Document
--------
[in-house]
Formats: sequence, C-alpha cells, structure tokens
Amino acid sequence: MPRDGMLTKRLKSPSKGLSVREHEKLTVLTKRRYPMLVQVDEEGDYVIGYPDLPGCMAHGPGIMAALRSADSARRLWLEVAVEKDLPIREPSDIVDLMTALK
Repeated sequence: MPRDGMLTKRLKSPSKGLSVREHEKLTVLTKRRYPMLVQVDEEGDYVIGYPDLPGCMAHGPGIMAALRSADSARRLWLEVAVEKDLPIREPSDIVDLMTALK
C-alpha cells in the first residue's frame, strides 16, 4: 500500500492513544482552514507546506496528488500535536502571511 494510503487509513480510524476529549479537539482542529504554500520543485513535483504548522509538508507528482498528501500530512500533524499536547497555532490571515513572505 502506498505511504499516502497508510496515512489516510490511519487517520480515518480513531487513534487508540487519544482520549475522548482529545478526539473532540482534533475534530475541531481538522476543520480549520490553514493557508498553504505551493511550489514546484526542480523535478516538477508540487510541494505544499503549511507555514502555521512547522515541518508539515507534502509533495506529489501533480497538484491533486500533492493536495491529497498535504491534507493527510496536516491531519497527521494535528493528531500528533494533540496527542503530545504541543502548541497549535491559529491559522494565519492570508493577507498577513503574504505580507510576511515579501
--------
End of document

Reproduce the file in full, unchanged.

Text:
[in-house]
Formats: sequence, C-alpha cells, structure tokens
Amino acid sequence: MPRDGMLTKRLKSPSKGLSVREHEKLTVLTKRRYPMLVQVDEEGDYVIGYPDLPGCMAHGPGIMAALRSADSARRLWLEVAVEKDLPIREPSDIVDLMTALK
Repeated sequence: MPRDGMLTKRLKSPSKGLSVREHEKLTVLTKRRYPMLVQVDEEGDYVIGYPDLPGCMAHGPGIMAALRSADSARRLWLEVAVEKDLPIREPSDIVDLMTALK
C-alpha cells in the first residue's frame, strides 16, 4: 500500500492513544482552514507546506496528488500535536502571511 494510503487509513480510524476529549479537539482542529504554500520543485513535483504548522509538508507528482498528501500530512500533524499536547497555532490571515513572505 502506498505511504499516502497508510496515512489516510490511519487517520480515518480513531487513534487508540487519544482520549475522548482529545478526539473532540482534533475534530475541531481538522476543520480549520490553514493557508498553504505551493511550489514546484526542480523535478516538477508540487510541494505544499503549511507555514502555521512547522515541518508539515507534502509533495506529489501533480497538484491533486500533492493536495491529497498535504491534507493527510496536516491531519497527521494535528493528531500528533494533540496527542503530545504541543502548541497549535491559529491559522494565519492570508493577507498577513503574504505580507510576511515579501